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Jeyradan
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28 Apr 2008, 9:10 am

I'm diagnosed AS because I had no speech delay (though I very often have difficulty verbalizing what I am trying to mean, and I use odd language and grammar despite knowing better - I had impeccable full-sentence grammar even as a young child).
However, I also do a lot of stimming such as rocking, hand twisting, jiggling/bouncing (my whole body or my leg/s), jaw clenching and tooth clicking, and so on. I do this in public also.
I hear that a lot of stimming, especially rocking, especially in public, is more HFA than AS (I think Danielismyname mentioned something of the sort). Yet: no language delay (atypical language development and use, but no delay - so I think that rules out HFA).

So, officially, would you think this would fall under more of a PDD-NOS range, or would it just be AS with more extreme stim behaviors or something?

Edit: I must have been significantly echolalic as a child, because I still am, but my only issue with pronouns is replacing "I, me" with "we, us." I spoke early in full, complex sentences and corrected my teachers' grammar (sort of a "little professor," I guess). When I speak oddly, it is because I feel more comfortable that way, not because I don't know better. But I do have a lot of trouble speaking a thought, or even getting it organized enough in my head to be verbalizable.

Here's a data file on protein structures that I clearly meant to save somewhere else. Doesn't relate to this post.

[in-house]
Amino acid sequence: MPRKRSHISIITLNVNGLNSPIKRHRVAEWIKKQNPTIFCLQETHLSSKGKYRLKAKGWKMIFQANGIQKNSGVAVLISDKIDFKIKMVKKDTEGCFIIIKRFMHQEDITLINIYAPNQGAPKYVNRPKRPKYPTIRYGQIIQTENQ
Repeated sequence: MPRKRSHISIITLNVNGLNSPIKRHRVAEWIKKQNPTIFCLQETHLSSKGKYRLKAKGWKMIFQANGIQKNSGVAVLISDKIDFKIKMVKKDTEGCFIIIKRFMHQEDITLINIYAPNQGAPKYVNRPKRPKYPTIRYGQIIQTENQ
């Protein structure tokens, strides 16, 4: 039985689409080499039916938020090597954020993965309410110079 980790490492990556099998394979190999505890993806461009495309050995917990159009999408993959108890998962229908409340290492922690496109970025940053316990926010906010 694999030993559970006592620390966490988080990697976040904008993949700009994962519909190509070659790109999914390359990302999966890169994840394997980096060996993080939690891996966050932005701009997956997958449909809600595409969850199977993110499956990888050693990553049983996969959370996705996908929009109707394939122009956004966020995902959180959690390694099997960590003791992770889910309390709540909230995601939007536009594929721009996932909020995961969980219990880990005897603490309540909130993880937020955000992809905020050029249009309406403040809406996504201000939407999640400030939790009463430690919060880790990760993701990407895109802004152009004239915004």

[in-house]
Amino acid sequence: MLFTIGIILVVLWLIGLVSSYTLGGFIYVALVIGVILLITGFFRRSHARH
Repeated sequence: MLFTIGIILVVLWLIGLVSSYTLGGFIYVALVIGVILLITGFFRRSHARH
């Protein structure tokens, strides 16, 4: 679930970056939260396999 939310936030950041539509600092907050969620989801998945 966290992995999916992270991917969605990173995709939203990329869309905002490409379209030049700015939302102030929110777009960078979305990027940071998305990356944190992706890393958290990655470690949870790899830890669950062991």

Last edited by Jeyradan on 28 Apr 2008, 9:22 am, edited 2 times in total.

anbuend
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28 Apr 2008, 9:16 am

(Note yet again that just because I'm discussing the differences doesn't mean I believe them as so important as some do.)

From what I've been told by a researcher, atypical language development would get a person classified as non-AS autistic, even without a speech delay. If the atypical language development includes such things as pronoun reversal, echolalia, highly metaphoric and idiosyncratic speech, etc. (This is by instruments used in research, which are more detailed than the DSM. But I think the DSM allows for this too.)

I've known people diagnosed with AS who stim a lot. Rigid stereotypes are not the end-all and be-all of all this.


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28 Apr 2008, 9:50 am

Your question will get different responses based on location and school of thought. In Australia and UK Asperger's is highest on the spectrum, with PDD-NOS being lower functioning. In some places in the US, PDD-NOS is highest on the spectrum with Asperger's being further down. So the terms are generally useless in my opinion.

Functioning is not measured by how much you stim or how early you developed language, it's based on how you can function in everyday life. Do you have a job? Are you living on your own? Do you have some friends? If so, you're probably high-functioning. Trying to analyze it further than that is not worthwhile since there are no real standards in the field to describe more than high or low functioning.